For years, Miami residents, business leaders, church leaders, community activists and government officials have attended countless meetings to decide how I-395 would look between I-95 to MacArthur Causeway.
They agreed on a modern-looking bridge with two arches shooting skyward. The iconic structure known as the Wishbone Arch would be part of a project to do away with much of the concrete below the elevated highway, which blocks north-south access from downtown Miami to Overtown and the Adrienne Arsht Center for the Performing Arts.
But now, the Florida Department of Transportation is pushing for a less expensive design $559 million compared with $673 million, according to Miami Mayor Tomas Regalado and City Commissioner Marc Sarnoff.
They consider the new alternative more intrusive. As private citizens, the two city officials sued the department Monday to force the state to honor its "promise." The complaint, filed in Miami-Dade Circuit Court, seeks class certification on behalf of all Miami residents.
Department spokesman Brian Rick said the agency doesn't comment on pending litigation.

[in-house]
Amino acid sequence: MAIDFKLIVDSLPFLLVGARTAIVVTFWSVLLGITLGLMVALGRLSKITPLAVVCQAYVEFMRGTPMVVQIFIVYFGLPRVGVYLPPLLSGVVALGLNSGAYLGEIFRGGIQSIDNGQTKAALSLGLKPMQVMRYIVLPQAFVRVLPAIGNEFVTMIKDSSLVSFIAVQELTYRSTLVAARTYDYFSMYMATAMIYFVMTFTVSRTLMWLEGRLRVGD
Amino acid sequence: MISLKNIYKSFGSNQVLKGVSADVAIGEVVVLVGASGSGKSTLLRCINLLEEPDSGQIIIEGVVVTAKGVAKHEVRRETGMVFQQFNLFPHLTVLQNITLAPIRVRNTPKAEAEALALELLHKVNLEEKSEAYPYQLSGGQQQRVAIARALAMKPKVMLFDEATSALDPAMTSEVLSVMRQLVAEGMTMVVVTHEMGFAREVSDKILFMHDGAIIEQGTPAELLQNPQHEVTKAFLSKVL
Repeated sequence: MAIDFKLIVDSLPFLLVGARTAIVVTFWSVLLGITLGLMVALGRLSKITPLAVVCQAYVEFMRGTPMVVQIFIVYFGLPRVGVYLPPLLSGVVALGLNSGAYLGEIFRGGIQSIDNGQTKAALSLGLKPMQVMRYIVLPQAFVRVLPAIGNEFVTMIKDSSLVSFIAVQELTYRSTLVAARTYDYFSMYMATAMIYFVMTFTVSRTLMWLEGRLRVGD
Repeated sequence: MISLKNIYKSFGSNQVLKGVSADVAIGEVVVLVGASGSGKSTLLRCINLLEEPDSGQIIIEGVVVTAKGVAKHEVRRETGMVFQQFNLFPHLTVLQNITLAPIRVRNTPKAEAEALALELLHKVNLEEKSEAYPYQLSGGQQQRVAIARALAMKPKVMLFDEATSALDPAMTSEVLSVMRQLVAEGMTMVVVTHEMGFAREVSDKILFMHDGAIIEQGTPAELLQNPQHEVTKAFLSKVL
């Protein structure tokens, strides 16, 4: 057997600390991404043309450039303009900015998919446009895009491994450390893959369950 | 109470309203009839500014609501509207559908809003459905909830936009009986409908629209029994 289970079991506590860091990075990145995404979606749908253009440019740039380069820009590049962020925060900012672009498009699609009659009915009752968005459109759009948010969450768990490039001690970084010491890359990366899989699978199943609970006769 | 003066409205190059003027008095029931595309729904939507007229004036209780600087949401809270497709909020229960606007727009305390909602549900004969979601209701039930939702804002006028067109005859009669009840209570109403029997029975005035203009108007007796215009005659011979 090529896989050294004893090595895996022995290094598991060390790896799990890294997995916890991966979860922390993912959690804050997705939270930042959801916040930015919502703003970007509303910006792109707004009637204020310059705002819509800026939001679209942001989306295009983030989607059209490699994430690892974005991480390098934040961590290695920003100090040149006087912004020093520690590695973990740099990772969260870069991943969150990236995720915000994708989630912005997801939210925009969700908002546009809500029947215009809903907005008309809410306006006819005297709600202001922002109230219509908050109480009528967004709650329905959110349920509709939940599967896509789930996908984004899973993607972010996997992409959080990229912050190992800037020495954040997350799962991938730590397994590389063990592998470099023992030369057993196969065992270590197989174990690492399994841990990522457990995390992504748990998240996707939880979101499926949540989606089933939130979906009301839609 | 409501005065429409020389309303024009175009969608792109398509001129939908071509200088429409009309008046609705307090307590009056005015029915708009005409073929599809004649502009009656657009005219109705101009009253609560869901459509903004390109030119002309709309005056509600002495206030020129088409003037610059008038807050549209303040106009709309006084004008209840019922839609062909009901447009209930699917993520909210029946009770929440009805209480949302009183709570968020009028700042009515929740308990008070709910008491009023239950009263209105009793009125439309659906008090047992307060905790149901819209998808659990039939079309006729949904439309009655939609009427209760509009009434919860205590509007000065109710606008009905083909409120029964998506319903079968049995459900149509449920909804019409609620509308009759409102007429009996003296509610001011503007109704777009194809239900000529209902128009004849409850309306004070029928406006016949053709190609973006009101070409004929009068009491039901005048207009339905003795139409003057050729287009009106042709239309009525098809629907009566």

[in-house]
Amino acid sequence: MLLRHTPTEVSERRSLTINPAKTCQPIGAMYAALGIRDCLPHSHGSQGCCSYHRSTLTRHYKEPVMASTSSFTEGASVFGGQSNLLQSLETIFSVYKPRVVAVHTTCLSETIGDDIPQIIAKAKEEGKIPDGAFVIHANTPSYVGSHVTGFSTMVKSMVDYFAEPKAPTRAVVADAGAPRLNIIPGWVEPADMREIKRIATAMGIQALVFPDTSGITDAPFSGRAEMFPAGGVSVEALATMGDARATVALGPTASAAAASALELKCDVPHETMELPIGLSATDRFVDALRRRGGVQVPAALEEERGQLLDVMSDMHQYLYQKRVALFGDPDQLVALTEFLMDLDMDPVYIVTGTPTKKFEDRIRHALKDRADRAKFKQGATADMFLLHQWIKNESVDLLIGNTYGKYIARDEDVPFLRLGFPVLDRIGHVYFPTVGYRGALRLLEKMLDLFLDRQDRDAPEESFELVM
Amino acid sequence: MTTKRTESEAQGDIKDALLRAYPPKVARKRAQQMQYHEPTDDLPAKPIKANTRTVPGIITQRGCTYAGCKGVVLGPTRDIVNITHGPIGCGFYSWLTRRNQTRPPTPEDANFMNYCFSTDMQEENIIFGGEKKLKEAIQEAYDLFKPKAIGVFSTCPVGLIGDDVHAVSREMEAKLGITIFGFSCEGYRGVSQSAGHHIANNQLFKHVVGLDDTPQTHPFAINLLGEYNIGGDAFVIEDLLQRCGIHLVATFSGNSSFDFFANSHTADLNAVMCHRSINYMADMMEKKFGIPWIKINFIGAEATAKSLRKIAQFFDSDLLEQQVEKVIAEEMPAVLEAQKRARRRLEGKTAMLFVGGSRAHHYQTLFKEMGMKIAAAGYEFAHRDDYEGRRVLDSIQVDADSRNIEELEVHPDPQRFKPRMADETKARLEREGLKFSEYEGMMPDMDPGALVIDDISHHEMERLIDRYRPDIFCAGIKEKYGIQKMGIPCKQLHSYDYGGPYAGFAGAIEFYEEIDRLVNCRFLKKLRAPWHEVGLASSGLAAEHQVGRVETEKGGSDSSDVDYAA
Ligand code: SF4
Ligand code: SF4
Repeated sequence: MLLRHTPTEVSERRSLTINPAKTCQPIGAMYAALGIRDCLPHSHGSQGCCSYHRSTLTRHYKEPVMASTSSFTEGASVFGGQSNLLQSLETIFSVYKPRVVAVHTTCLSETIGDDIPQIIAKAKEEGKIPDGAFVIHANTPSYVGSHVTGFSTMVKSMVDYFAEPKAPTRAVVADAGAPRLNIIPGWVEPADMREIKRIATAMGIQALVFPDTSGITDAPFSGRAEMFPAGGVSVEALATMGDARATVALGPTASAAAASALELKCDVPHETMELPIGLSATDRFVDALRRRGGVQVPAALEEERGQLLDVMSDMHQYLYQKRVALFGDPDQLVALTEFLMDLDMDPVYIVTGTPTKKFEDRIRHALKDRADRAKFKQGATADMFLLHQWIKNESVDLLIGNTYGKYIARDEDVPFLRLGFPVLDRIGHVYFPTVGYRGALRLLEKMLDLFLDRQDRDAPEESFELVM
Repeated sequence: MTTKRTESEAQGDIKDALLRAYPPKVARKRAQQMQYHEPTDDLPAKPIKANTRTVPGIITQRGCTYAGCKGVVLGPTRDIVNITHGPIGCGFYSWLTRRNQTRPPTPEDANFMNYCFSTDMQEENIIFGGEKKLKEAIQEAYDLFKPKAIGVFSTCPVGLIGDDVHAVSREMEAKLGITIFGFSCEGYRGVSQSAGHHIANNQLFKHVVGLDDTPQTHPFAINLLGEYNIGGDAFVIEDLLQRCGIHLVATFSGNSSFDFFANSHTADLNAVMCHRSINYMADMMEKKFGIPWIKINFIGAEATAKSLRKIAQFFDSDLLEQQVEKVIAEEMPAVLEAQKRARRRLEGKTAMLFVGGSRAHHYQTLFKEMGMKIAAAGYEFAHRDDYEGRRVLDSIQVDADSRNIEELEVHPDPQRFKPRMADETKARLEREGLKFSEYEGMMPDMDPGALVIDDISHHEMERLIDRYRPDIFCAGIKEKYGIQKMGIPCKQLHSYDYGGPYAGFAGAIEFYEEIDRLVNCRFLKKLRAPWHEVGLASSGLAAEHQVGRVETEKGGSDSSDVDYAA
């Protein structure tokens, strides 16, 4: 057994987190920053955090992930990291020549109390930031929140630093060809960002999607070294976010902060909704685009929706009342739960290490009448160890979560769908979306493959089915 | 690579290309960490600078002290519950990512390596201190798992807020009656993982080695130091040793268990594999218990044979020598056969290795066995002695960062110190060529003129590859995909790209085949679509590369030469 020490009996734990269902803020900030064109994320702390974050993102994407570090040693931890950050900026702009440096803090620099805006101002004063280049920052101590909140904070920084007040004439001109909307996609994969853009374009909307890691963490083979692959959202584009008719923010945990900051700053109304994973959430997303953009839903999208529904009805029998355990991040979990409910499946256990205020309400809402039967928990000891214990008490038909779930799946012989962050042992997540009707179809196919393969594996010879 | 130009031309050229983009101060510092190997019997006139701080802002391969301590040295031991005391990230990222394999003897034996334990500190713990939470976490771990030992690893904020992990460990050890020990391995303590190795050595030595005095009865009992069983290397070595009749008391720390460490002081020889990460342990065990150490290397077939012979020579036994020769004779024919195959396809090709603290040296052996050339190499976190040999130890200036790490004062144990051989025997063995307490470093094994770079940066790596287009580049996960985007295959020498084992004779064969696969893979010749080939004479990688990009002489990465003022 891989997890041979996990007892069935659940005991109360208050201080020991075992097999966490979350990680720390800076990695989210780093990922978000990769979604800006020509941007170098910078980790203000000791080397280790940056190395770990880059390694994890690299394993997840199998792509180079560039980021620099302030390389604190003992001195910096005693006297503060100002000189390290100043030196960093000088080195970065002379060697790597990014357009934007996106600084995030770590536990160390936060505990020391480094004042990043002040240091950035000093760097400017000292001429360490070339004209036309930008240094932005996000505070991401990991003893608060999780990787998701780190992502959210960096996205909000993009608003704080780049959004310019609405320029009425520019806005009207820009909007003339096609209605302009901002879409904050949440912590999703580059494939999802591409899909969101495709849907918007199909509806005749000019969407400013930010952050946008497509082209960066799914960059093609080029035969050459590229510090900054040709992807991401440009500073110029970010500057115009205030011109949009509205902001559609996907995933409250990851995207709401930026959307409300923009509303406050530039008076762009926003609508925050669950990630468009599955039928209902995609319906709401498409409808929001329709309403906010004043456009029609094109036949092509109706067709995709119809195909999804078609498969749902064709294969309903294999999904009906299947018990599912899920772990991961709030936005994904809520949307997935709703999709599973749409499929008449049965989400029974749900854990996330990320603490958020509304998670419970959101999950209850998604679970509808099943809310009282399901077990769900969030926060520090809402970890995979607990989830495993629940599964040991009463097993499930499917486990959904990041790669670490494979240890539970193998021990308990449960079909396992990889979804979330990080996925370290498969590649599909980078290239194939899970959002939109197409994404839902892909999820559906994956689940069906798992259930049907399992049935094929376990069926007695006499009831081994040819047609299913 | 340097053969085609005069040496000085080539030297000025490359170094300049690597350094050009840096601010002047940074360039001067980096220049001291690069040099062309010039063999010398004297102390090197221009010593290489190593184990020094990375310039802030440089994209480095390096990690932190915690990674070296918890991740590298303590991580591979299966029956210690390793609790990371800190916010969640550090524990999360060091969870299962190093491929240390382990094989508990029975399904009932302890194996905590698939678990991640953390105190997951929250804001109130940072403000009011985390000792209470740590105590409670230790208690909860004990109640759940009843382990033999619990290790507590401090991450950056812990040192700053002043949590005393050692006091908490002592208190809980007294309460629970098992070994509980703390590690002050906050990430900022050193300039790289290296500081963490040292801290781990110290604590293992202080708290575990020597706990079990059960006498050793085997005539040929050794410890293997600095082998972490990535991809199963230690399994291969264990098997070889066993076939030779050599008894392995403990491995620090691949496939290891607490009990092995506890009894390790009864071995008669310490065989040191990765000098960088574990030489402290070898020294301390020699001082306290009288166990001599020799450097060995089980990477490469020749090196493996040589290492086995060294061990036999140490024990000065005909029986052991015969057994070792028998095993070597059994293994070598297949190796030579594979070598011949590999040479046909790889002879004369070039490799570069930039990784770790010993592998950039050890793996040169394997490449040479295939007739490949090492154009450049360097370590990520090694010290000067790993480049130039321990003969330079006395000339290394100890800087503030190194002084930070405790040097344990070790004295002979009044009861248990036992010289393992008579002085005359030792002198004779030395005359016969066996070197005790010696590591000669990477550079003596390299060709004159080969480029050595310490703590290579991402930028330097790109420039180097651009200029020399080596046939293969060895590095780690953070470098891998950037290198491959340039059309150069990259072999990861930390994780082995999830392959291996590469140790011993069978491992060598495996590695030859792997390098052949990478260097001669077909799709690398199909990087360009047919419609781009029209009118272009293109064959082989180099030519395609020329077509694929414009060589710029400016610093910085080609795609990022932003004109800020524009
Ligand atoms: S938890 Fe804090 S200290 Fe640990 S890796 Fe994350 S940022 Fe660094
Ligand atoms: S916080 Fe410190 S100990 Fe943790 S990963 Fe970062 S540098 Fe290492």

The lawsuit claims the department promised the arch concept to garner public support, which was instrumental in getting the right to federal funding for the infrastructure work. The project has not been funded.
Improving the 1.4-mile stretch of highway is needed because of its "existing deficiencies in capacity, geometrics and safety," according to FDOT documents. The rebuilt highway segment will carry heavy trucks after PortMiami opens a new tunnel linked to the causeway.
Now that the department has federal approval, the state is pushing for a cheaper design known as the Segmental Box, which would have lots of concrete at its base and continue to act as a physical barrier in the community. Sections under the highway once were a haven for Miami's homeless community.
"It is the classic bait-and-switch case," Sarnoff said.
Sarnoff learned about the state strategy in January. He said department officials began attending chamber of commerce and other meetings to show the cheaper design. Sarnoff hopes the lawsuit will prevent the department from spending federal money on what he considers the wrong design.